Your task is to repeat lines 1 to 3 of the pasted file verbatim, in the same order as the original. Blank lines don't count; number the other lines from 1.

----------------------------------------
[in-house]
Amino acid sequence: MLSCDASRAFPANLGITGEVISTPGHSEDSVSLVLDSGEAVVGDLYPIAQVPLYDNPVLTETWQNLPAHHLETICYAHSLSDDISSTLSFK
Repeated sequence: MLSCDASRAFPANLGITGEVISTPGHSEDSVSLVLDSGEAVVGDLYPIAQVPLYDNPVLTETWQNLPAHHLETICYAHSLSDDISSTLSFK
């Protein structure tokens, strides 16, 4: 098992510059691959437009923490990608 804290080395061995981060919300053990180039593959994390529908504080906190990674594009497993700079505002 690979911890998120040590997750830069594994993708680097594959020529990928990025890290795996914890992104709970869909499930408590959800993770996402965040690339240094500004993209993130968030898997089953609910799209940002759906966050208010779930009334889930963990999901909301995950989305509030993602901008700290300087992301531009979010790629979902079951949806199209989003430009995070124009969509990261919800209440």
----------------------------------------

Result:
[in-house]
Amino acid sequence: MLSCDASRAFPANLGITGEVISTPGHSEDSVSLVLDSGEAVVGDLYPIAQVPLYDNPVLTETWQNLPAHHLETICYAHSLSDDISSTLSFK
Repeated sequence: MLSCDASRAFPANLGITGEVISTPGHSEDSVSLVLDSGEAVVGDLYPIAQVPLYDNPVLTETWQNLPAHHLETICYAHSLSDDISSTLSFK